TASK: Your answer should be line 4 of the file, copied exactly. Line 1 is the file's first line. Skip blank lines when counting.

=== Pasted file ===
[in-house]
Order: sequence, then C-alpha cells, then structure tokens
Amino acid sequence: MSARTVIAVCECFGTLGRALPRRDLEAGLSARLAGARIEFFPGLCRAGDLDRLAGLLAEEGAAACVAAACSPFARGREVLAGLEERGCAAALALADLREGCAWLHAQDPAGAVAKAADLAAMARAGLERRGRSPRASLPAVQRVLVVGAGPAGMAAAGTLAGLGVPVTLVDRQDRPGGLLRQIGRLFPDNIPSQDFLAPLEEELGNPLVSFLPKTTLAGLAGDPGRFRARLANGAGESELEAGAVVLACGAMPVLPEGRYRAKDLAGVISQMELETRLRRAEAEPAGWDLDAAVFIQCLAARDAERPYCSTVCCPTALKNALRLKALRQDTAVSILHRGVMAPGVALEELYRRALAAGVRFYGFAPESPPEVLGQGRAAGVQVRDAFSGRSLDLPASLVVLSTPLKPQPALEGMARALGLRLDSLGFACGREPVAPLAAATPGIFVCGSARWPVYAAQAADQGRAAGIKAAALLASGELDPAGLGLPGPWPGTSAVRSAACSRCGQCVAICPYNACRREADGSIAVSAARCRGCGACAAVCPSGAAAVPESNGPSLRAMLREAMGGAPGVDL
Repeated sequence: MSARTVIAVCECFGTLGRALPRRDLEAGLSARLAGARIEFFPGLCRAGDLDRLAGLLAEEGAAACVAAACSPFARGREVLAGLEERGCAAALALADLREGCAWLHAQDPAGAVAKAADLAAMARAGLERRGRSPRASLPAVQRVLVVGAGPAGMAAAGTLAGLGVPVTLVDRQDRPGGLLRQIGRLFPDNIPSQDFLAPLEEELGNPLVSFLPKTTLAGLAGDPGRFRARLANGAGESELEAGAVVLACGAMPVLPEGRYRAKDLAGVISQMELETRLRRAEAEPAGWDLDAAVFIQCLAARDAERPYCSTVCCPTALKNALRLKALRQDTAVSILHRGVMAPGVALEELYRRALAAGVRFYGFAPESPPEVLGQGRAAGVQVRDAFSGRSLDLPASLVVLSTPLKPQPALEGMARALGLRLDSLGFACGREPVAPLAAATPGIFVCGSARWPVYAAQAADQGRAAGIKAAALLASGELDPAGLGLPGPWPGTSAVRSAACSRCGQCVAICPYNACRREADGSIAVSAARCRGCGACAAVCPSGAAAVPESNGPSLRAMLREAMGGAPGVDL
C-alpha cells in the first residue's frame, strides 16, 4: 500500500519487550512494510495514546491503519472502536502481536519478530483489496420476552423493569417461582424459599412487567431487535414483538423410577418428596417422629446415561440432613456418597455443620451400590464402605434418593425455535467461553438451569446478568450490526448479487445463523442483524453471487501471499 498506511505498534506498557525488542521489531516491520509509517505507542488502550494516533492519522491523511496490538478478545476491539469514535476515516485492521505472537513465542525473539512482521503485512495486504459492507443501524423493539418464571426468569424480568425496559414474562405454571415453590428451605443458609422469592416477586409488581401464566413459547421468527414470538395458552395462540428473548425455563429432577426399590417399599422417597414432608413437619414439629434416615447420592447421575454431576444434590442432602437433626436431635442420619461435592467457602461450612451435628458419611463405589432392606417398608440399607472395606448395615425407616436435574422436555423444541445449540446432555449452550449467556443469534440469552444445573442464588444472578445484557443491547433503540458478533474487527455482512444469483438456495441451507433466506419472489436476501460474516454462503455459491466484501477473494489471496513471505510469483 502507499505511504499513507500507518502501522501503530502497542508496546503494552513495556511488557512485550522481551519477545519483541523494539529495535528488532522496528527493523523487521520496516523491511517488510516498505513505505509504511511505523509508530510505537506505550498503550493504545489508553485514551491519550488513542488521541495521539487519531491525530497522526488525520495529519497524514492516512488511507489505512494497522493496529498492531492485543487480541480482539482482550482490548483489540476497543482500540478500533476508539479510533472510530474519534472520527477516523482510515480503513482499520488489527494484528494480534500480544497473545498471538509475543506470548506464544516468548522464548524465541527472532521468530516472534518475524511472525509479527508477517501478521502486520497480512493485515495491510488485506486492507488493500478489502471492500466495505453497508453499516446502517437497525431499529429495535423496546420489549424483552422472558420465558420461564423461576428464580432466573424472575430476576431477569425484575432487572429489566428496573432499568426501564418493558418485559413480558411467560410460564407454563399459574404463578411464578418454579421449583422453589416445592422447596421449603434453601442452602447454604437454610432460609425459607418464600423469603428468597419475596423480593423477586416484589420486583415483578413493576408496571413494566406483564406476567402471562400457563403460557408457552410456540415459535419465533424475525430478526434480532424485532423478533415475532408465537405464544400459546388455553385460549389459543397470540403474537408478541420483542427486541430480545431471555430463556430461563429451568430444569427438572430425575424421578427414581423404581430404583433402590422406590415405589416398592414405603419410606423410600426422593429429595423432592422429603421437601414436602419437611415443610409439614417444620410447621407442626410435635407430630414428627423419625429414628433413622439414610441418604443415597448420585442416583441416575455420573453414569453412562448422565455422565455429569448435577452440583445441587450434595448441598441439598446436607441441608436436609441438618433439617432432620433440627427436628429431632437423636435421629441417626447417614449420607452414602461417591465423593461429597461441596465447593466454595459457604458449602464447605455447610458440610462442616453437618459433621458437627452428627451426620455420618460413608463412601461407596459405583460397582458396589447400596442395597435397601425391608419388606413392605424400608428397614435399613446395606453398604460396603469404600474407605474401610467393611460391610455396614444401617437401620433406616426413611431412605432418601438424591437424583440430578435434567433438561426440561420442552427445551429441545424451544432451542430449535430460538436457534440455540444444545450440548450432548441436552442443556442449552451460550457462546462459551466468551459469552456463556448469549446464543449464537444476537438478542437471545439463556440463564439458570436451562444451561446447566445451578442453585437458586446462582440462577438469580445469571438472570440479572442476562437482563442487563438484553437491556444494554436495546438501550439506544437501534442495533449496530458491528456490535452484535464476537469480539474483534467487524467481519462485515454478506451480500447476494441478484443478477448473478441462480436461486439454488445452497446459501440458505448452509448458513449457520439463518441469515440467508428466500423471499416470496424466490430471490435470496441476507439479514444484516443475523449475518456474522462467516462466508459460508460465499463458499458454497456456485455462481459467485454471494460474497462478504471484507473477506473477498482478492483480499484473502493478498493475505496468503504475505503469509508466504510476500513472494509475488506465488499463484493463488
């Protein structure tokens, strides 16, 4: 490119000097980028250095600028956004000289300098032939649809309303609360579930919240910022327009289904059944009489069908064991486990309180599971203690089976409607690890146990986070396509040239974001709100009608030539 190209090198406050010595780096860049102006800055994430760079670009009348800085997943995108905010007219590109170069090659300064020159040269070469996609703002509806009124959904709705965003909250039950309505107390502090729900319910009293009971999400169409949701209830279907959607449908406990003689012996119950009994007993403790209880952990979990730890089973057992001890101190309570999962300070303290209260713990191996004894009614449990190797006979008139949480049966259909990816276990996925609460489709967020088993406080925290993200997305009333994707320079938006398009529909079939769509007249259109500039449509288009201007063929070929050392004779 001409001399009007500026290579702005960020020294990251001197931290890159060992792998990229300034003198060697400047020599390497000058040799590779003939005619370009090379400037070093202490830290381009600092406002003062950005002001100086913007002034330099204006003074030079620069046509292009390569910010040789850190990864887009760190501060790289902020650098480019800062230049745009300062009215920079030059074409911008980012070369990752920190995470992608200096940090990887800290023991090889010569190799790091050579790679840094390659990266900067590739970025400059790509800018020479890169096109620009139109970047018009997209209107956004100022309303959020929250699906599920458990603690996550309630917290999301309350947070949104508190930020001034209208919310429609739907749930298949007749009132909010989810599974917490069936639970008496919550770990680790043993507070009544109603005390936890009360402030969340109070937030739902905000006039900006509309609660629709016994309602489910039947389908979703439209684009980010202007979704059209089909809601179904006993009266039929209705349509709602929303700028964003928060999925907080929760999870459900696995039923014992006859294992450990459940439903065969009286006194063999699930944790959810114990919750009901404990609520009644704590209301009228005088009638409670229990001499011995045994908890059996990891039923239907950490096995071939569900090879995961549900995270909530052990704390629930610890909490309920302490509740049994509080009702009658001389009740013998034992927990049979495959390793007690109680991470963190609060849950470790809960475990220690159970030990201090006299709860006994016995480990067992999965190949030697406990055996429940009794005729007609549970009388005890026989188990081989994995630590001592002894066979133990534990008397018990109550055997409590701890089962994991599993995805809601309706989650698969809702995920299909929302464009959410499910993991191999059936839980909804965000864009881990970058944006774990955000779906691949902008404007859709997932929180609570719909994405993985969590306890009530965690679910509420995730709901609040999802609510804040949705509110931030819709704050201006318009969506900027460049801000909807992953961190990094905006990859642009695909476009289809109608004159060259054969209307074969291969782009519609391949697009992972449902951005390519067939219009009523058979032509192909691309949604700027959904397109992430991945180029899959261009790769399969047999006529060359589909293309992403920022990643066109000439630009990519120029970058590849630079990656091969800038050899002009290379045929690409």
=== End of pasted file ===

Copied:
Repeated sequence: MSARTVIAVCECFGTLGRALPRRDLEAGLSARLAGARIEFFPGLCRAGDLDRLAGLLAEEGAAACVAAACSPFARGREVLAGLEERGCAAALALADLREGCAWLHAQDPAGAVAKAADLAAMARAGLERRGRSPRASLPAVQRVLVVGAGPAGMAAAGTLAGLGVPVTLVDRQDRPGGLLRQIGRLFPDNIPSQDFLAPLEEELGNPLVSFLPKTTLAGLAGDPGRFRARLANGAGESELEAGAVVLACGAMPVLPEGRYRAKDLAGVISQMELETRLRRAEAEPAGWDLDAAVFIQCLAARDAERPYCSTVCCPTALKNALRLKALRQDTAVSILHRGVMAPGVALEELYRRALAAGVRFYGFAPESPPEVLGQGRAAGVQVRDAFSGRSLDLPASLVVLSTPLKPQPALEGMARALGLRLDSLGFACGREPVAPLAAATPGIFVCGSARWPVYAAQAADQGRAAGIKAAALLASGELDPAGLGLPGPWPGTSAVRSAACSRCGQCVAICPYNACRREADGSIAVSAARCRGCGACAAVCPSGAAAVPESNGPSLRAMLREAMGGAPGVDL